“If you’re trying to maintain a healthy diet and you fall off track for a while, don’t beat yourself up,” she said. “That’s just going to play into that whole shame model. Forgive yourself.”
The pressures to result to unhealthy measures in order to lose weight during the new year may not be just bad for yourself, but bad for society as well.
Coleen Carrigan, an assistant professor of social sciences at Cal Poly with a background in culture and health studies, notes that our culture and society plays a big role in how New Year’s resolutions are conducted.
“There’s a lot of indulgence, and I feel like a lot of people feel that they’re allowed to stray away from certain standards during those holidays and that there’s a price to pay when the New Year comes,” she said.
Carrigan explains that it’s nearly impossible for women to escape the “billion dollars’ worth of advertisements” that target them with the message to lose weight.
“A lean and fit body is proof that you’re working hard, and working hard is close to godliness in our culture,” she said. “We idealize hard work as something that has tangible benefits that have shown to be manifested into our beauty standards.”
Cleanses and other trendy healthy practices of the moment have been appropriated from other cultures and manipulated into a more Western context, Carrigan said.
“What our culture has done is that it has assimilated some aspects of healing practices, like acupuncture and cleanses and left behind, unfortunately, some of the more deep, spiritual reverence of those practices,” she said. “It’s meant to serve the western-capitalist ideal of the body rather than staying rooted to the ethno-medicinal practices that they are rooted in.”
Carrigan believes western society’s obsession with dieting during the new year is only a small part of a bigger issue plaguing our culture.
“It (New Year’s resolutions) has warped and it is a microcosm of a larger trend, always wanting women to be serving others,” she said. “We have to look for others; we have to serve others; we want to make sure others are comfortable with who we are.”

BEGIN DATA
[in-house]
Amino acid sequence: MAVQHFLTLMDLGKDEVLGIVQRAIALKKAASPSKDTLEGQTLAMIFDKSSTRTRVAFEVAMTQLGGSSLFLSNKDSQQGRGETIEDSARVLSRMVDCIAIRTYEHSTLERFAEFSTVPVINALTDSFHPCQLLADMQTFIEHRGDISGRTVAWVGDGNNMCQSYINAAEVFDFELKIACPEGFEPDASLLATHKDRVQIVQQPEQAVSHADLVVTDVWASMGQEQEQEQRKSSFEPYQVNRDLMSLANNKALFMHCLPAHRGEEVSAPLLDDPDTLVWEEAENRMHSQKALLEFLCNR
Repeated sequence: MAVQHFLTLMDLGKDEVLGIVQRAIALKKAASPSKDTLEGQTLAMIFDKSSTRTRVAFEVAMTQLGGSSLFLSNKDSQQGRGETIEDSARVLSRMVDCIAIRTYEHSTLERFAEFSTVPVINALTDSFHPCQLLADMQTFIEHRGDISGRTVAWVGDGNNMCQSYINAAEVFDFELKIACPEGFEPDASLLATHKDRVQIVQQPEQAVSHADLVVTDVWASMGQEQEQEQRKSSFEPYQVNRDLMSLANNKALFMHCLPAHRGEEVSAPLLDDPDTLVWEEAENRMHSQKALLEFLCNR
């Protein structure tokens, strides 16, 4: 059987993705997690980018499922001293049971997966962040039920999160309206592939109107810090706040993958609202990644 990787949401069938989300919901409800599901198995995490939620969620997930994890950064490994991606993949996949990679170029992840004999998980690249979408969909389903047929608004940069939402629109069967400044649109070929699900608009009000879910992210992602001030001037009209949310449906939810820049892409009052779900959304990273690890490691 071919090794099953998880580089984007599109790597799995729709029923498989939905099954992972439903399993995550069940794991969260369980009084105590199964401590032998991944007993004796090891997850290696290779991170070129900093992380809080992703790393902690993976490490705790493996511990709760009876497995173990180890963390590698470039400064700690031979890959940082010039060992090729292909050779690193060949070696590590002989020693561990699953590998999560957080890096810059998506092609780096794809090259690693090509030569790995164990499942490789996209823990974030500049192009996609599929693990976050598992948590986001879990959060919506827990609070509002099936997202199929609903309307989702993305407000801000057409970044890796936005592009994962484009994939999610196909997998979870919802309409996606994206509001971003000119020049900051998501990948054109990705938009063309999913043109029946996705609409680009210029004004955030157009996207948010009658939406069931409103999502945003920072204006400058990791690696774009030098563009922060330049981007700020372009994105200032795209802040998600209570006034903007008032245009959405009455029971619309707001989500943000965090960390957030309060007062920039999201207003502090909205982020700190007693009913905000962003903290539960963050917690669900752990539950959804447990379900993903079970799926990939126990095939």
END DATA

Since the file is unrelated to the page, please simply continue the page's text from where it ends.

Industries that cater to women, like the beauty, health and dieting industries, benefit with their “coordinated and strategic campaign” to make women believe they are lacking in some way.
“Picture millions of women completely grounded, completely happy with themselves coming into collective union with other women,” Carrigan said. “I think that would be very dangerous to the capitalist patriarchy that we live in. And therefore, they have to keep us divided from each other and keep us divided from ourselves.”
Biology junior Swethaa Manickam agrees with Carrigan’s belief that the practice of New Year’s resolutions has been manipulated for marketing and business purposes.
“The idea of a New Year’s resolution is so overdone,” Manickam said. “It pushes people to go to the extremes.”
Manickam rejects the idea of a “one size fits all” approach to being healthy that advertisements for the beauty, health and diet industry continually suggest.
“There are so many advertisements saying, ‘This is for everyone — it’s so easy,’ when it’s not true,” she said.